Data Science is emerging as as one of the hottest new professions and academic disciplines in these early years of the 21st century. A number of articles have noted that the demand for data scientists is racing ahead of supply. People with the necessary skills are scarce, primarily because the discipline is so new. But, the situation is rapidly changing, as universities around the world have started to offer different kinds of graduate programs in data science. This year, for example, NYU is offering two new degrees, - a general Master in Data Science, and a more domain-specific Master in Applied Urban Science and Informatics.
It’s very exciting to contemplate the emergence of a major new discipline. It reminds me of the advent of computer science in the 1960s and 1970s. Like data science, computer science had its roots in a number of related areas, including math, engineering and management. In its early years, the field attracted people from a variety of other disciplines who started out using computers in their work or studies, and eventually switched to computer science from their original field.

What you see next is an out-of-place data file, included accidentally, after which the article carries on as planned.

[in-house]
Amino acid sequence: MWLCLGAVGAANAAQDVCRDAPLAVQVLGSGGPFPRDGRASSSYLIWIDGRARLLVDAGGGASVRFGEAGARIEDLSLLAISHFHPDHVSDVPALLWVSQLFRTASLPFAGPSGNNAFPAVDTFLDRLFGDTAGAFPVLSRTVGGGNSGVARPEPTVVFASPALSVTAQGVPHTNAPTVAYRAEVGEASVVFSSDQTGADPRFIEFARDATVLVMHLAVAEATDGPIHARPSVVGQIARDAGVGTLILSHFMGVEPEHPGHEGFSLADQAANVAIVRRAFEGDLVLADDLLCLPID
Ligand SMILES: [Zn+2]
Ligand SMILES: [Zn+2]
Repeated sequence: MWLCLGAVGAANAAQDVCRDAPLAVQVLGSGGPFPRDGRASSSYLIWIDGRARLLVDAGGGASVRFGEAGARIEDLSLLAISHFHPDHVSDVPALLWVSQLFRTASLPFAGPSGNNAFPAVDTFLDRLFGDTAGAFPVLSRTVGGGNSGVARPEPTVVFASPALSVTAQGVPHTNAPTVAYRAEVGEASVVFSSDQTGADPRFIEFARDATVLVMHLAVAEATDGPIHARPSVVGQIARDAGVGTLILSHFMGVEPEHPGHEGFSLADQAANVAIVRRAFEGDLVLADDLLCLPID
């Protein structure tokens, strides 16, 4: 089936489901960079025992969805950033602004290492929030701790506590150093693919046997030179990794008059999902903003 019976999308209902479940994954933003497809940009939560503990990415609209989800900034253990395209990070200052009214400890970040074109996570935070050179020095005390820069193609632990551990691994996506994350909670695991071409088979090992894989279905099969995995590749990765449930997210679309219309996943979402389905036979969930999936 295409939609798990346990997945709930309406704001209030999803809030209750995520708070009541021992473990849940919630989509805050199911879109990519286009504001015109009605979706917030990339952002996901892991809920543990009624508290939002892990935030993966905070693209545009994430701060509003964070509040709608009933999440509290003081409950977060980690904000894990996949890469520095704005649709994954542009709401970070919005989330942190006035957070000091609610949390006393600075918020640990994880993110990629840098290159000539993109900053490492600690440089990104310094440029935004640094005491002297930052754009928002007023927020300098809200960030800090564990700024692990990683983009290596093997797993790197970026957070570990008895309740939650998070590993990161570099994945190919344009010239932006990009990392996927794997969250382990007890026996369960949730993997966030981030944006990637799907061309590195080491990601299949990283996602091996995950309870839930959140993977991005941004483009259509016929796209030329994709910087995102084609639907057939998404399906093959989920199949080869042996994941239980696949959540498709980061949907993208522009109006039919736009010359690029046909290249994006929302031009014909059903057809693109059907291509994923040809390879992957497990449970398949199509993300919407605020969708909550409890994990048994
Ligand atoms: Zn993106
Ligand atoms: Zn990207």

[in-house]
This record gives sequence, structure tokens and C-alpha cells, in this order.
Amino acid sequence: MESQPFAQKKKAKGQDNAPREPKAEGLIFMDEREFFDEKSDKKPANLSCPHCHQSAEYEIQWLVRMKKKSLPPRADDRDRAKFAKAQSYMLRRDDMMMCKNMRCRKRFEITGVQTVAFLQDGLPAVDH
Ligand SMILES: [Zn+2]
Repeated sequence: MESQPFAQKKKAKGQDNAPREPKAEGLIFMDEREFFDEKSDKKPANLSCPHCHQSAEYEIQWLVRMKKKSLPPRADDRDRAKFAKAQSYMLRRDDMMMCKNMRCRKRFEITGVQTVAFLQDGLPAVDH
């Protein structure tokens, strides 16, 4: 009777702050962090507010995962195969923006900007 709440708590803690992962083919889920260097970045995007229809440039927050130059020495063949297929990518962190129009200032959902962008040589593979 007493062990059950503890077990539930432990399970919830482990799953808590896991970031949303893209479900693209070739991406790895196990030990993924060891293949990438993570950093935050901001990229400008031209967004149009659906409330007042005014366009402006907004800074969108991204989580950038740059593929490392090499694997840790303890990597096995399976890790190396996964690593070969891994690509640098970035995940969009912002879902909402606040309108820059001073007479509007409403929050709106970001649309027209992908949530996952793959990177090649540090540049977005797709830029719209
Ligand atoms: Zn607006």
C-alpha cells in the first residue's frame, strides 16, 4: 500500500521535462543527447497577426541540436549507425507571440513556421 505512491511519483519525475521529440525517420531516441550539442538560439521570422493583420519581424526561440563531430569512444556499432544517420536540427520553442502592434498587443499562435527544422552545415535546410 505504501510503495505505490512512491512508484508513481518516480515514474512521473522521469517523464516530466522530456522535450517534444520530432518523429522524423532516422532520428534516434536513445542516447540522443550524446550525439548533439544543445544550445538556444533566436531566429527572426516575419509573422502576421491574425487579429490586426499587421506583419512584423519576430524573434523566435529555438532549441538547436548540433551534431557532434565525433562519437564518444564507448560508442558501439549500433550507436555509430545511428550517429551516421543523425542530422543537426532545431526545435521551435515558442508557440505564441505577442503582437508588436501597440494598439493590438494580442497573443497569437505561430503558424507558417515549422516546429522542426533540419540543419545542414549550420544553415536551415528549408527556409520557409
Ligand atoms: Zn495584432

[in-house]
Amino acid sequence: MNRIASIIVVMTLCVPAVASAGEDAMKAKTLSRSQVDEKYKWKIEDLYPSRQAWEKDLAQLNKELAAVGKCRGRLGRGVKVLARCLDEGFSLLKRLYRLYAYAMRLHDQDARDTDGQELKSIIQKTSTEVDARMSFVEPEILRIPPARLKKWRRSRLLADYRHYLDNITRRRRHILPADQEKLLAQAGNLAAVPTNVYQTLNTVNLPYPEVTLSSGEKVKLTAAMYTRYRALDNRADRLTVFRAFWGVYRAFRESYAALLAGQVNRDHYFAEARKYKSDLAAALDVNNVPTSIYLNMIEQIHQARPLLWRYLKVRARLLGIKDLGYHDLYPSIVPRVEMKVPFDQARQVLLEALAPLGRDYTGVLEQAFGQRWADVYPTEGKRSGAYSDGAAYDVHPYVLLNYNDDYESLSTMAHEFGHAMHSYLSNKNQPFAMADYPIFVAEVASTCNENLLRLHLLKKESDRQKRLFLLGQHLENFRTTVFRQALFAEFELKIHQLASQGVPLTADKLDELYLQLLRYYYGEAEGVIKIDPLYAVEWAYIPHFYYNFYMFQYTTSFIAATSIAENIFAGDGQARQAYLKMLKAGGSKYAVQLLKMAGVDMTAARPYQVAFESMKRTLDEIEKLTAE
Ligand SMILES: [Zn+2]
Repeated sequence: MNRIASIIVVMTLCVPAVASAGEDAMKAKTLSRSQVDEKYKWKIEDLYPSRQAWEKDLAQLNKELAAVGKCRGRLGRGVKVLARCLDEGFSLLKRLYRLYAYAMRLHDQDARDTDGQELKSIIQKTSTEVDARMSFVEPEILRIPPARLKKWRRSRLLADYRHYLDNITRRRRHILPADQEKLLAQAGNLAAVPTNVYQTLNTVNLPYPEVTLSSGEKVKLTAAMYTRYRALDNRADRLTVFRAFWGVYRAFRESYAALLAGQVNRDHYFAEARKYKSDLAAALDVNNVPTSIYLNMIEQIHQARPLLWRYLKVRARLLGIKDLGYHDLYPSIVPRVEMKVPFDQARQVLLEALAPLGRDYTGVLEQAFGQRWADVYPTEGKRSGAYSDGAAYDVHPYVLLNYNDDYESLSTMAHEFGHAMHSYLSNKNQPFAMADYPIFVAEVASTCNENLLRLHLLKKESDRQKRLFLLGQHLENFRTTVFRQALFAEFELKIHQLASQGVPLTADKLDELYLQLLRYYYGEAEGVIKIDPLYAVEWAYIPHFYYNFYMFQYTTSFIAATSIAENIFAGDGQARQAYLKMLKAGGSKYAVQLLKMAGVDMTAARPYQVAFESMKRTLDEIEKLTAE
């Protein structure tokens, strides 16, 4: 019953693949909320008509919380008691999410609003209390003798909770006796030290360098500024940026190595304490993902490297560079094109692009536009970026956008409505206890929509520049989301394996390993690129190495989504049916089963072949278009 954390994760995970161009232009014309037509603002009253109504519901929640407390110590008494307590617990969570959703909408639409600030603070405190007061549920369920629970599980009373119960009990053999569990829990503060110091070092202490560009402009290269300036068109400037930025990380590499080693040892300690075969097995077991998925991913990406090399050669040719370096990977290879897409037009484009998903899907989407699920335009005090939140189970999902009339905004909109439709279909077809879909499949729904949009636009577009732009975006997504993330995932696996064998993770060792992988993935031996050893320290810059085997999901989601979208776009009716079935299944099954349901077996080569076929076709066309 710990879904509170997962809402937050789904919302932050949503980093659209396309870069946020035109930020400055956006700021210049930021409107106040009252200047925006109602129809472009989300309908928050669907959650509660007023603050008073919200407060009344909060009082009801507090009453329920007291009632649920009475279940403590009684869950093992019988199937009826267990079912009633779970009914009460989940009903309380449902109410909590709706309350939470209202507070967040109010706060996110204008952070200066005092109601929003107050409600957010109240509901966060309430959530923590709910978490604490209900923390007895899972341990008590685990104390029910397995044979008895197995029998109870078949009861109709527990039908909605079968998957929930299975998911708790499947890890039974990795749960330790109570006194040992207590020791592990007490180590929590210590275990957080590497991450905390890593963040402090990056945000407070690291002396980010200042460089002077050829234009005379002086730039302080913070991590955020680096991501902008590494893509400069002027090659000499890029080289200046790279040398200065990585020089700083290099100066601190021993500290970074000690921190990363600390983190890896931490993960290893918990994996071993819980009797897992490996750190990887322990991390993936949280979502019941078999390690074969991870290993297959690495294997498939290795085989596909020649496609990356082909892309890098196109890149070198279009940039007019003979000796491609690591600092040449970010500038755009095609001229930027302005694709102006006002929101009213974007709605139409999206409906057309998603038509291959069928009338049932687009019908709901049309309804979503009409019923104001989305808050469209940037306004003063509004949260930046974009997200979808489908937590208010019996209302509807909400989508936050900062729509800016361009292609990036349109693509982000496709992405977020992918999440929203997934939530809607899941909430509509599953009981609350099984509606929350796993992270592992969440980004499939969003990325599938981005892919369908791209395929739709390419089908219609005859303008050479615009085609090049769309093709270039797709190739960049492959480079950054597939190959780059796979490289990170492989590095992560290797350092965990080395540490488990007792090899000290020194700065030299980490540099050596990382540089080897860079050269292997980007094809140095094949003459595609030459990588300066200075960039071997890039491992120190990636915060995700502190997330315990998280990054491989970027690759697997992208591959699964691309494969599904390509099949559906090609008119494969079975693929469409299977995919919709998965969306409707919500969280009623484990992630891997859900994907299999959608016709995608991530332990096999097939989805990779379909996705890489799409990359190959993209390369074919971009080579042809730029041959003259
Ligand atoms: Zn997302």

This was the case with me. I used computers extensively while a student at the University of Chicago, where I worked closely with Professor Clemens Roothaan, - one of the pioneers in the use of computers in physics and chemistry. As an undergraduate, I worked part-time at the university’s supercomputing center which he founded, and later he was my thesis advisor as a graduate student in physics. When the time came to look for a job, I realized that I enjoyed the computing side of my work more than the physics. I decided to switch fields and in 1970 joined the computer science department at IBM’s Watson Research Center.
Not unlike data science today, computing had to overcome the initial resistance of some prominent academics. I still remember a meeting in 1965 with a very eminent physicist from whom I was taking a graduate course. He asked me what I planned to do research on for my degree, and I told him that I was already working with Professor Roothaan on atomic and molecular calculations. He just said that good theoretical physics should require no more than pencil and paper, rather than these elaborate new computers. In his mind, this wasn’t real physics. A number of the physics faculty felt the same way. Change does not come easy, even for brilliant physicists.